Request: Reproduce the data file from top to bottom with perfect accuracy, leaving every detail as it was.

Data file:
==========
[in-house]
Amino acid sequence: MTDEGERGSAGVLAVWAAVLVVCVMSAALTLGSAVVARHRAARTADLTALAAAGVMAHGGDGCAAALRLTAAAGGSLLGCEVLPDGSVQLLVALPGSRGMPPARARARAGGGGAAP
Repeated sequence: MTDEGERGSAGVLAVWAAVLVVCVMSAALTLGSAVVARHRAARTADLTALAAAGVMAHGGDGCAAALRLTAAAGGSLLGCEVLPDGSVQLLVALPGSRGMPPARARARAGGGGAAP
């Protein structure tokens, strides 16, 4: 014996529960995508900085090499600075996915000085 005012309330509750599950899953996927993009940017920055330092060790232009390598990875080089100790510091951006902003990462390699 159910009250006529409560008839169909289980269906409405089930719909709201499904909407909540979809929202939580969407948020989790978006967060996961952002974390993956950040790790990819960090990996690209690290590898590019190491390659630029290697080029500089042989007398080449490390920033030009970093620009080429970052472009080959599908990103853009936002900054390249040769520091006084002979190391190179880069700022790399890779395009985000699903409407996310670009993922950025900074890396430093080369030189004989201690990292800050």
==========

[in-house]
Amino acid sequence: MTDEGERGSAGVLAVWAAVLVVCVMSAALTLGSAVVARHRAARTADLTALAAAGVMAHGGDGCAAALRLTAAAGGSLLGCEVLPDGSVQLLVALPGSRGMPPARARARAGGGGAAP
Repeated sequence: MTDEGERGSAGVLAVWAAVLVVCVMSAALTLGSAVVARHRAARTADLTALAAAGVMAHGGDGCAAALRLTAAAGGSLLGCEVLPDGSVQLLVALPGSRGMPPARARARAGGGGAAP
């Protein structure tokens, strides 16, 4: 014996529960995508900085090499600075996915000085 005012309330509750599950899953996927993009940017920055330092060790232009390598990875080089100790510091951006902003990462390699 159910009250006529409560008839169909289980269906409405089930719909709201499904909407909540979809929202939580969407948020989790978006967060996961952002974390993956950040790790990819960090990996690209690290590898590019190491390659630029290697080029500089042989007398080449490390920033030009970093620009080429970052472009080959599908990103853009936002900054390249040769520091006084002979190391190179880069700022790399890779395009985000699903409407996310670009993922950025900074890396430093080369030189004989201690990292800050």